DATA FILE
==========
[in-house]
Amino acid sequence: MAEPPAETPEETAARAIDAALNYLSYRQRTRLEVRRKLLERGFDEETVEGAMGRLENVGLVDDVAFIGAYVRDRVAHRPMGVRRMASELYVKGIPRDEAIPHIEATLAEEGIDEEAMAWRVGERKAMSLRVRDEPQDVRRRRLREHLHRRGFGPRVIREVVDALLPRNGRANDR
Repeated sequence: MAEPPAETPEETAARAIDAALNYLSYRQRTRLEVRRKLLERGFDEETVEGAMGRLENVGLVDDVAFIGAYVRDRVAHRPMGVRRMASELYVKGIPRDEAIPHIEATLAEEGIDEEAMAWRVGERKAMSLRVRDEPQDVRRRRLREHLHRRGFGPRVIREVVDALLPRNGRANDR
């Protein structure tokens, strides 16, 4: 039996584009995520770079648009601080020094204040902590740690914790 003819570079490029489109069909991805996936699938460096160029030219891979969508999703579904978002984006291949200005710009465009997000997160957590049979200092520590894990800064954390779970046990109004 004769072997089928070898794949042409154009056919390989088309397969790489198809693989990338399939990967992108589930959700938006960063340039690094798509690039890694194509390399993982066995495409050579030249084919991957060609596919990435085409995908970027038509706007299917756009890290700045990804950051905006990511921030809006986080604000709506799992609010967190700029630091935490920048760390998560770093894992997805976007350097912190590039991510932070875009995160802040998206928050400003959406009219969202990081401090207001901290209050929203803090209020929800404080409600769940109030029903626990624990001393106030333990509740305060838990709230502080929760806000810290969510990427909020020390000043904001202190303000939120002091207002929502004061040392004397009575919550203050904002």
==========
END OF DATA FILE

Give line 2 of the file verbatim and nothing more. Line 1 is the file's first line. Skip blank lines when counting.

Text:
Amino acid sequence: MAEPPAETPEETAARAIDAALNYLSYRQRTRLEVRRKLLERGFDEETVEGAMGRLENVGLVDDVAFIGAYVRDRVAHRPMGVRRMASELYVKGIPRDEAIPHIEATLAEEGIDEEAMAWRVGERKAMSLRVRDEPQDVRRRRLREHLHRRGFGPRVIREVVDALLPRNGRANDR